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  • Author or Editor: Aij-Lie Kwan x
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Huei-Chuan Shih, Chih-Lung Lin, Shu-Chuan Wu, Aij-Lie Kwan, Yi-Ren Hong and Shen-Long Howng

Object

The authors previously demonstrated that 17β-estradiol benzoate (E2) treatment prevents subarachnoid hemorrhage (SAH)–induced cerebral vasospasm and preserves endothelial nitric oxide synthase (eNOS) in male rats. Changes in the expression of estrogen receptor (ER) subtypes ERα and -β and their roles in the E2-mediated preservation of eNOS in SAH remain unknown. In the present study the effects of SAH on the expression of ERα and -β in the cerebral arteries were clarified, and the receptor roles in the E2-mediated preservation of eNOS expression in SAH were differentiated.

Methods

A 2-hemorrhage SAH model was induced by 2 autologous blood injections into the cisterna magna of adult male rats. The effect of SAH on ERα and -β expression was evaluated. Other rats subcutaneously received implanted Silastic tubes containing corn oil with E2 and daily injections of various doses of an ERα- (methyl-piperidinopyrazole [MPP]) or ERβ-selective antagonist (R,R-tetrahydrochrysene) after the first hemorrhage. The protein levels of ERα, ERβ, eNOS, and inducible nitric oxide synthase (iNOS) from basilar arteries were examined using Western blot analysis, and their mRNAs were evaluated by reverse transcription–polymerase chain reaction.

Results

The ERα but not the ERβ was upregulated in the basilar artery after SAH. Treatment with MPP eliminated E2-mediated effects in SAH, relieved cerebral vasospasm, preserved eNOS expression, and suppressed iNOS expression.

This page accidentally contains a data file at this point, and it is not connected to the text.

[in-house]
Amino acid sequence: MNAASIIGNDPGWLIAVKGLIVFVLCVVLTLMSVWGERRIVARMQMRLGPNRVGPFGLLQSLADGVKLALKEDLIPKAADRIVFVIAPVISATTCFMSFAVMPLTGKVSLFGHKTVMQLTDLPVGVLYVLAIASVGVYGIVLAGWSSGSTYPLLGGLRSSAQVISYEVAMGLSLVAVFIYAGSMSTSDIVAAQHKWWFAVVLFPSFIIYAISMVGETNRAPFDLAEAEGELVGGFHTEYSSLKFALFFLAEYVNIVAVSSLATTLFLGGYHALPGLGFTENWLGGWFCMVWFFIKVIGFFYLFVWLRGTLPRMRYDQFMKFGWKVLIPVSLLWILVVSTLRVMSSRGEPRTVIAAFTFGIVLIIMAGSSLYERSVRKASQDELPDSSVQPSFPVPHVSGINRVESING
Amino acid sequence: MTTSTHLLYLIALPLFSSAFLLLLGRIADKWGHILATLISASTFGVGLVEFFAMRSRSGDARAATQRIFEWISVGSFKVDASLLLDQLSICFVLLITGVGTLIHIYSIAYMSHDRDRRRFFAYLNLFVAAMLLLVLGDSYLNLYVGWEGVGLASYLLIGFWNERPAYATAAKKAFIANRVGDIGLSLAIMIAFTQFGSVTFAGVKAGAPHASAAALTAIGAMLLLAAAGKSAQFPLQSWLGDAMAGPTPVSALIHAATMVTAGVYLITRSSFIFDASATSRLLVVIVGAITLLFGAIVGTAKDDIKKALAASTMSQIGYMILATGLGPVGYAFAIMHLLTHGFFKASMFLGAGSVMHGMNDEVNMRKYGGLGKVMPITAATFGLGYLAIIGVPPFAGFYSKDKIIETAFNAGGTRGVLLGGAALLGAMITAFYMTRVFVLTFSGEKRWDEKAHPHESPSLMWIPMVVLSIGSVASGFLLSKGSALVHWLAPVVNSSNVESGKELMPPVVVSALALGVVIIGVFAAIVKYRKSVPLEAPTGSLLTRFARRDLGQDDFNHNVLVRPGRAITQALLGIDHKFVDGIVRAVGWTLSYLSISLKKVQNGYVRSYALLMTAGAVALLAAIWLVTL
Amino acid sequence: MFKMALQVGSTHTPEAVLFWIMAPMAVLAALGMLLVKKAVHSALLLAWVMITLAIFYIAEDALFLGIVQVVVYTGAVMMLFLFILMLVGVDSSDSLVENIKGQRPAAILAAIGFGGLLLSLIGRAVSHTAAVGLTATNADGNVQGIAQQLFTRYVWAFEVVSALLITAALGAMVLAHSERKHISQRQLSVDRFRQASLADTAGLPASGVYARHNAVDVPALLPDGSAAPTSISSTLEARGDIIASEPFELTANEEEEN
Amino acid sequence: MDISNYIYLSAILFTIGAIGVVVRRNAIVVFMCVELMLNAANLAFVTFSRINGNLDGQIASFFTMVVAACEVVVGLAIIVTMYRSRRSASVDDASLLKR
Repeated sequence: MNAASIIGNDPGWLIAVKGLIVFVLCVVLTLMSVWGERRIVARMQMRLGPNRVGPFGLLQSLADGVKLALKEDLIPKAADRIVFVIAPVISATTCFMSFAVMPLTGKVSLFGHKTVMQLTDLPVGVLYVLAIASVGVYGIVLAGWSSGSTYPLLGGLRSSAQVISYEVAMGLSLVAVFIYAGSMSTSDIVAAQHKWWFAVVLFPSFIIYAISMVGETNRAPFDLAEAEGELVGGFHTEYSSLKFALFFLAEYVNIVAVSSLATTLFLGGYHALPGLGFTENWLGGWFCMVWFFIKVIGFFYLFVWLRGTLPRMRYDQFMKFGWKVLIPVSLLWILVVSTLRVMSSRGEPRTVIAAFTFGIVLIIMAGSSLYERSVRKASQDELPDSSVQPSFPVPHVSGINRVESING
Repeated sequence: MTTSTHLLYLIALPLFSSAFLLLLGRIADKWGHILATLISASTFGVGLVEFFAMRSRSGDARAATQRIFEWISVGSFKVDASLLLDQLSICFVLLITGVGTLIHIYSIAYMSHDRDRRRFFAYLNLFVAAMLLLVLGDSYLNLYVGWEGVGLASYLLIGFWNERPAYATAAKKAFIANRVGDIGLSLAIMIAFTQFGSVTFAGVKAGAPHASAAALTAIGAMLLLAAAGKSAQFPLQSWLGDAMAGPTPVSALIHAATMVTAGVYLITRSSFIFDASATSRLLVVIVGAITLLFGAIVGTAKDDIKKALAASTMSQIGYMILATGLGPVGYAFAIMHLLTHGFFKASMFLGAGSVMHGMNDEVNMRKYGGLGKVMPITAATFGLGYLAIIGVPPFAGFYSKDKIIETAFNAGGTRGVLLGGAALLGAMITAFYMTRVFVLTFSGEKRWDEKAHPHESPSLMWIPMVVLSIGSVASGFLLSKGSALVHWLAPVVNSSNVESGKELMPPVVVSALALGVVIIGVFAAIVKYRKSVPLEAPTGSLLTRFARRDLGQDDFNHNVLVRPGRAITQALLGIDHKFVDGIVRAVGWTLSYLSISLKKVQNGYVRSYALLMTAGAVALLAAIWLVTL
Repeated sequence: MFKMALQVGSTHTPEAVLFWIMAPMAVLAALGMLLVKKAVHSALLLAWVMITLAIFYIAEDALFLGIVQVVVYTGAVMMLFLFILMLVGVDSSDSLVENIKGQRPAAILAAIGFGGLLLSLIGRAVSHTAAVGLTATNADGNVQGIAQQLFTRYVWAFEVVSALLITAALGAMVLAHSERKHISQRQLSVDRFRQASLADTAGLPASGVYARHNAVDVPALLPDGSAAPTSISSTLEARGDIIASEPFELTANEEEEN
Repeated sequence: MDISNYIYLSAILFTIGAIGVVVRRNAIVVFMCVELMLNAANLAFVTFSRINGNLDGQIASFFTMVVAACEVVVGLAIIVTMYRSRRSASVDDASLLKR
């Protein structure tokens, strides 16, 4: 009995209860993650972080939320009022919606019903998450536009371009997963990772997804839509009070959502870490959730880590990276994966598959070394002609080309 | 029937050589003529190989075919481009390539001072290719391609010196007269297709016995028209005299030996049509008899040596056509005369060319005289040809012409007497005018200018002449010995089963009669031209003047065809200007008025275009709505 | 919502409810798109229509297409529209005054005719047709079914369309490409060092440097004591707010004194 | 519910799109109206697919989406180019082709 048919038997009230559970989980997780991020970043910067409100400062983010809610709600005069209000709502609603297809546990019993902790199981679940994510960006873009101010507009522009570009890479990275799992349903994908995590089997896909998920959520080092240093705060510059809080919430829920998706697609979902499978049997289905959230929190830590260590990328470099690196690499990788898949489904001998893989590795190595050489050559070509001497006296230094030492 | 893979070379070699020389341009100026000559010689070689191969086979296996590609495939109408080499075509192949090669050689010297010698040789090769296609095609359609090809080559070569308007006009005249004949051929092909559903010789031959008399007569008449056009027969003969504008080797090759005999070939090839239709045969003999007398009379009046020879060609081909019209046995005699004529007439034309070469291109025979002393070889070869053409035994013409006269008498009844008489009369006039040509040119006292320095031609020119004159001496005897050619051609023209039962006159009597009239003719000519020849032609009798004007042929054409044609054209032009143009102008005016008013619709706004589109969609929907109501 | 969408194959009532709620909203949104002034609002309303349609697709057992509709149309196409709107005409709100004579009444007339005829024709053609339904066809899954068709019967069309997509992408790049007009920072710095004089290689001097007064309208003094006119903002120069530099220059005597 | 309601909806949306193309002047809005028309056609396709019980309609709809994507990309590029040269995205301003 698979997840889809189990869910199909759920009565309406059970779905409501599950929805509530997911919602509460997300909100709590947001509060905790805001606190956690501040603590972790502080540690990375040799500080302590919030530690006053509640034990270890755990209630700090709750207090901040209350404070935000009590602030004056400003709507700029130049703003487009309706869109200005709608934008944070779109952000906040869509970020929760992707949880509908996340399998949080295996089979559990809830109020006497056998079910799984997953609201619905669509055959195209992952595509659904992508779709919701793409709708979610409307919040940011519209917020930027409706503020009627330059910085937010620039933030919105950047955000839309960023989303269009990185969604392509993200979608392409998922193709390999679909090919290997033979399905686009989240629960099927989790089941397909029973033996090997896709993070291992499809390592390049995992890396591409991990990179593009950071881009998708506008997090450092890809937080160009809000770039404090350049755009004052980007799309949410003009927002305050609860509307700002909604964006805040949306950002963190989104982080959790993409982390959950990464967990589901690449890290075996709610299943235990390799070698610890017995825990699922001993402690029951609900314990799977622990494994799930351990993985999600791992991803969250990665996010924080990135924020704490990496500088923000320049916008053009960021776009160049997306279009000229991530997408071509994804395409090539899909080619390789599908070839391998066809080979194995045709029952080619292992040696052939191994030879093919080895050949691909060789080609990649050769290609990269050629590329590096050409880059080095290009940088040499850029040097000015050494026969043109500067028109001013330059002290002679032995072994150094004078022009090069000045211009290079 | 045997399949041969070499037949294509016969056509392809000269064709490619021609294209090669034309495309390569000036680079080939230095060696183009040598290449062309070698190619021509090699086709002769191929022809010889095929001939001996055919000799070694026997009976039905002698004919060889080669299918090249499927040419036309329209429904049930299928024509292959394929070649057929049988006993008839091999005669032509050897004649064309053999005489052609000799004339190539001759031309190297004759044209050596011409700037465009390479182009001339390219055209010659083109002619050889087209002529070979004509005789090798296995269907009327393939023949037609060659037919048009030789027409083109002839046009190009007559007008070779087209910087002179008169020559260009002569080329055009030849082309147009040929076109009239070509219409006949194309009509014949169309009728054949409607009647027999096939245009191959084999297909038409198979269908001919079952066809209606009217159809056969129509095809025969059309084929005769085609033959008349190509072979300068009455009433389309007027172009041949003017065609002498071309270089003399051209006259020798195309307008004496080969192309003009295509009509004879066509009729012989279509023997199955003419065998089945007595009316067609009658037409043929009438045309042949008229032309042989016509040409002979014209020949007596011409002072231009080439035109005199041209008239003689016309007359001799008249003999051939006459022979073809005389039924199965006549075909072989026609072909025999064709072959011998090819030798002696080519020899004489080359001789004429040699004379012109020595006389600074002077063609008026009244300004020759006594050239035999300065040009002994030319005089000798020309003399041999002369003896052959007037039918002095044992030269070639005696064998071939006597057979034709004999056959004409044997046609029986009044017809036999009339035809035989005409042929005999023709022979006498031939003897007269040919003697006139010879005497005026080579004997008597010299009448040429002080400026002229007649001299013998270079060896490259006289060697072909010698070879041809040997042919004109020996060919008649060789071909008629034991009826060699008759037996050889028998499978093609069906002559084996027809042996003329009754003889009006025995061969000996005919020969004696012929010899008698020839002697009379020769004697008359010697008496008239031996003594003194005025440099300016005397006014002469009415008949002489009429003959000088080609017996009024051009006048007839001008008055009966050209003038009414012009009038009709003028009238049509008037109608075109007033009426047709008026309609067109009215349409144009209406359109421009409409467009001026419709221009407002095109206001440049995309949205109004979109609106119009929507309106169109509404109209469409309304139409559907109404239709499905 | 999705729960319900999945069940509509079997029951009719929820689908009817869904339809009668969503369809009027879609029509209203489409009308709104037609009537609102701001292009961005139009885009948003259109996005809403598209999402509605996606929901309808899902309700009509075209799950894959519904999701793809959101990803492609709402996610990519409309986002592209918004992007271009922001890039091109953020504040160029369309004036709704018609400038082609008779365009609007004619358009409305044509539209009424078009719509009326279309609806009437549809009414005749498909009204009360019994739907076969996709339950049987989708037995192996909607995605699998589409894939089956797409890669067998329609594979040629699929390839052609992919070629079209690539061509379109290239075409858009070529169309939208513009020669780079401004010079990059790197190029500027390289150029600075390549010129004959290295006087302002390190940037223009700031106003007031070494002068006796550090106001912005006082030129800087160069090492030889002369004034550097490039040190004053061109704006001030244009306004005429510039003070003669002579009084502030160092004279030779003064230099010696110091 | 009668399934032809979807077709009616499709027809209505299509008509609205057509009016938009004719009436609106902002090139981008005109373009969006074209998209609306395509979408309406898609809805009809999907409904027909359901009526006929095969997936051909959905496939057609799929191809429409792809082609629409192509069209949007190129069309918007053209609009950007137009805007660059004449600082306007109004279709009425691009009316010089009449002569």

Conclusions

Estrogen receptor α is upregulated in the basilar artery after SAH. Note that E2 exerts its protective effects through ERα-dependent pathways to relieve cerebral vasospasm and preserve eNOS expression. A selective ERα agonist may be the drug of choice for the treatment of patients with SAH.

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Chih-Lung Lin, Aij-Lie Kwan, Aaron S. Dumont, Yu-Feng Su, Neal F. Kassell, Chih-Jen Wang, Shu-Chuan Wu, Ching-Ling Kuo, Ching-Shan Huang, Arco Y. Jeng and Chin-San Liu

Object

Adhesion molecules, including intercellular adhesion molecule–1 (ICAM-1), vascular cell adhesion molecule–1 (VCAM-1), and E-selectin, are important mediators of inflammation, and their levels are elevated in the serum of patients following aneurysmal subarachnoid hemorrhage (SAH). The investigators previously found that CGS 26303 is effective in preventing and reversing arterial narrowing in a rabbit model of SAH. The purpose of the present study was to examine whether levels of adhesion molecules are altered after treatment with CGS 26303 in this animal model.

Methods

New Zealand White rabbits were each injected with 3 ml of autologous blood in the cisterna magna, and intravenous treatment with CGS 26303 (30 mg/kg) was initiated 1 hour later. The compound was subsequently administered at 12, 24, and 36 hours post-SAH. Blood samples were collected at 48 hours post-SAH to measure ICAM-1, VCAM-1, and E-selectin levels. After the rabbits had been killed by perfusion–fixation, the basilar arteries (BAs) were removed and sliced, and their cross-sectional areas were measured.

Treatment with CGS 26303 attenuated arterial narrowing after SAH. Morphologically, corrugation of the internal elastic lamina of BAs was prominently observed in the SAH only and vehicle-treated SAH groups, but not in the CGS 26303–treated SAH group or in healthy controls. There were no significant differences in the levels of VCAM-1 among the four groups. The levels of E-selectin were increased in all animals subjected to SAH (those in the SAH only, SAH plus vehicle, and SAH plus CGS 26303 groups) compared with healthy controls (no SAH); however, the levels of ICAM-1 in the SAH only and SAH plus vehicle groups were significantly elevated (p < 0.001), and treatment with CGS 26303 reduced ICAM-1 to control levels following SAH.

Conclusions

These results show that ICAM-1 may play a role in mediating SAH-induced vasospasm and that a reduction of ICAM-1 levels after SAH may partly contribute to the antispastic effect of CGS 26303.